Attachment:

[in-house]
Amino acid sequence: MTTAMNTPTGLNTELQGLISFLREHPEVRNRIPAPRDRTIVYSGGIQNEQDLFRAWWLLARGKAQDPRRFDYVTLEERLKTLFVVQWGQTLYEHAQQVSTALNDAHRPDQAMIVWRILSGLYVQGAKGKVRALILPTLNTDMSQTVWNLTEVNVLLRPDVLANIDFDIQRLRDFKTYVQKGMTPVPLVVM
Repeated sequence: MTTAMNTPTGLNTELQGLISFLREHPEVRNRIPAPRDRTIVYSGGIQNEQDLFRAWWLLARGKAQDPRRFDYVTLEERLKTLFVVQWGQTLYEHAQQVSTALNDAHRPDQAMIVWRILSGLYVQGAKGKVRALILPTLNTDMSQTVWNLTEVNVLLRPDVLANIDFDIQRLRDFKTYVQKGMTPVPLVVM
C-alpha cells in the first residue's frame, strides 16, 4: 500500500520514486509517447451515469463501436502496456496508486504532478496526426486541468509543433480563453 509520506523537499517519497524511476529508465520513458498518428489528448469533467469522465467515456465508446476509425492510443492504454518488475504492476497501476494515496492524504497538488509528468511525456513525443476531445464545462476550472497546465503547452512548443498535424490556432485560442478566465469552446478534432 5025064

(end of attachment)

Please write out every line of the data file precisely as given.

[in-house]
Amino acid sequence: MTTAMNTPTGLNTELQGLISFLREHPEVRNRIPAPRDRTIVYSGGIQNEQDLFRAWWLLARGKAQDPRRFDYVTLEERLKTLFVVQWGQTLYEHAQQVSTALNDAHRPDQAMIVWRILSGLYVQGAKGKVRALILPTLNTDMSQTVWNLTEVNVLLRPDVLANIDFDIQRLRDFKTYVQKGMTPVPLVVM
Repeated sequence: MTTAMNTPTGLNTELQGLISFLREHPEVRNRIPAPRDRTIVYSGGIQNEQDLFRAWWLLARGKAQDPRRFDYVTLEERLKTLFVVQWGQTLYEHAQQVSTALNDAHRPDQAMIVWRILSGLYVQGAKGKVRALILPTLNTDMSQTVWNLTEVNVLLRPDVLANIDFDIQRLRDFKTYVQKGMTPVPLVVM
C-alpha cells in the first residue's frame, strides 16, 4: 500500500520514486509517447451515469463501436502496456496508486504532478496526426486541468509543433480563453 509520506523537499517519497524511476529508465520513458498518428489528448469533467469522465467515456465508446476509425492510443492504454518488475504492476497501476494515496492524504497538488509528468511525456513525443476531445464545462476550472497546465503547452512548443498535424490556432485560442478566465469552446478534432 5025064